It is no time to be up, not when it is not necessary. Even Ani has got the general idea that just because I am up doesn’t mean it is time for her to wake these days but I love the quiet hours of the morning. There is something in that silence when you know you will not be disturbed, when the world around you sleeps and it seems as if even the pressure of the busy thoughts of others is withdrawn in slumber. Dreams linger, inspiration creeps in through the crack in the door and, for the only hours of the day, the soggy tennis ball is not on my lap. It is the best time of day to write.
You wouldn’t think it would matter. The small dog and I write and work most of the day and evening. Emails still come in night and day from across the world, student journals can just as easily arrive before dawn as at teatime, texts start before the alarm clock and social media never sleeps. Not that I am complaining… it is wonderful to be able to communicate instantly across the world, regardless of time zones.
However, it is true that in terms of technology the diurnal rhythm has gone right out of the window. Where our forefathers rose and slept with the sun for purely practical reasons, electric lighting and entertainment have lengthened our days, the rule of ‘nine to five’ defines them, even though so many now work unsociable hours. The seventh day, the day of rest when thoughts were turned to the sacred has been drowned out by the pressure of seven day working and the need to catch up. Even pleasure has been slotted neatly into the time frame. Although many do enjoy their jobs, it has ceased to be a prerequisite and most work simply to earn a living, seeing those who love their work and get paid for it as ‘lucky’.
Though it is easy to dream, given a realistic choice most of us would not go back to a simpler time. We like our gadgets and those luxuries we have come to accept as mere conveniences… like an inside toilet, heating system and hot water on tap. When I was first married, the little back to back terraced house we took was due for demolition within a couple of years. The shared toilet was in an outhouse at the end of the street, there was neither heating, except from the coal fire, cleaned and built fresh daily, nor hot water unless you boiled it. It was not all that long ago either…the houses were out-dated even then. But coming from the north, I didn’t meet central heating in a home till I was in my twenties. We adapted… I would again if I had to… but I do like warmth!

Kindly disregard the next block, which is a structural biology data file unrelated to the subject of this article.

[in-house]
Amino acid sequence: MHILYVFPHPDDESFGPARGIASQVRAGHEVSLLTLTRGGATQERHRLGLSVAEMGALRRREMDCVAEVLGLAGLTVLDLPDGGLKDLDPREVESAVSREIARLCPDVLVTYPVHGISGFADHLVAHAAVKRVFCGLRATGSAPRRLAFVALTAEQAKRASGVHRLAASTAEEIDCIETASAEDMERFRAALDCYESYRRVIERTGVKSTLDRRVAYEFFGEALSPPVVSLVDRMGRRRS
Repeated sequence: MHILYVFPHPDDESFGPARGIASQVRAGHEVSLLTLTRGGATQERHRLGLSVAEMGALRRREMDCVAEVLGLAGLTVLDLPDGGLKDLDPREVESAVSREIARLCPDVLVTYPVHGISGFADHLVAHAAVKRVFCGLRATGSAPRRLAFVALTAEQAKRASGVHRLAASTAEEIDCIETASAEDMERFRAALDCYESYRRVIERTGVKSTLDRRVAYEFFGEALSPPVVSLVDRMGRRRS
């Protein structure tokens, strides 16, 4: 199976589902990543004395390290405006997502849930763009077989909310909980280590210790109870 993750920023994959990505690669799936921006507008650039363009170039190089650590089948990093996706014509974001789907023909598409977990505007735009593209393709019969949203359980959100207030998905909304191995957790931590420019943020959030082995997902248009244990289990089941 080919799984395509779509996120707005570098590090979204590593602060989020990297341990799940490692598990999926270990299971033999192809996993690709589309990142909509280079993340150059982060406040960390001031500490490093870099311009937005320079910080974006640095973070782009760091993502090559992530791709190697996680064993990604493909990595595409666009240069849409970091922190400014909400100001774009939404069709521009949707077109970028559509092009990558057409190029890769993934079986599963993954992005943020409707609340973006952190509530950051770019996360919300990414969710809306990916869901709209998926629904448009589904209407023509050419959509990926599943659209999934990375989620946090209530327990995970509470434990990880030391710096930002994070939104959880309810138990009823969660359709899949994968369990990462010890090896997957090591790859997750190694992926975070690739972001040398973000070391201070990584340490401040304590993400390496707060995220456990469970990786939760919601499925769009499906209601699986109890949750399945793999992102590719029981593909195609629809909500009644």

One thing I would change though is the lack of communion with the world around us. Communication we have. We rely on it, are almost defined by it these days. Smartphones and tablets, things that were, in my childhood, the stuff of science fiction, have now become the necessary adjuncts of modern life and I love the possibilities opened by these modern marvels of technology. We can see so much of the world from the comfort of our living rooms. But that is not the same as communion. Being aware of the time because of the quality of light, waking to the sun, seeing the world fresh each morning with eyes childlike in wonder at the miracles of life around us… these things cost nothing, take no time and yet the rewards are far richer than the remuneration for the jobs which occupy our attention in the struggle to make ends meet, for they are paid in joy and beauty.
Simply taking the time, albeit a few minutes with that morning coffee, to stand at the door, look out of the window and feel the world, feel yourself part of it… here… now. To see the painted skies of morning or watch roiling clouds race, to hear a blackbird’s song. To see the resilience of a flower pushing through concrete, the miniature forest in a clump of moss or watch the turning seasons in a tree. Those few moments reconnect us with something that is a simpler world. Not something lost and outmoded, but a rhythm that sings in our bodies, a shifting tide that moves with the music of being. Taking a few minutes from the busy day to look out from a house to the place that is truly home and just being aware of beauty, even in the most unlikely places.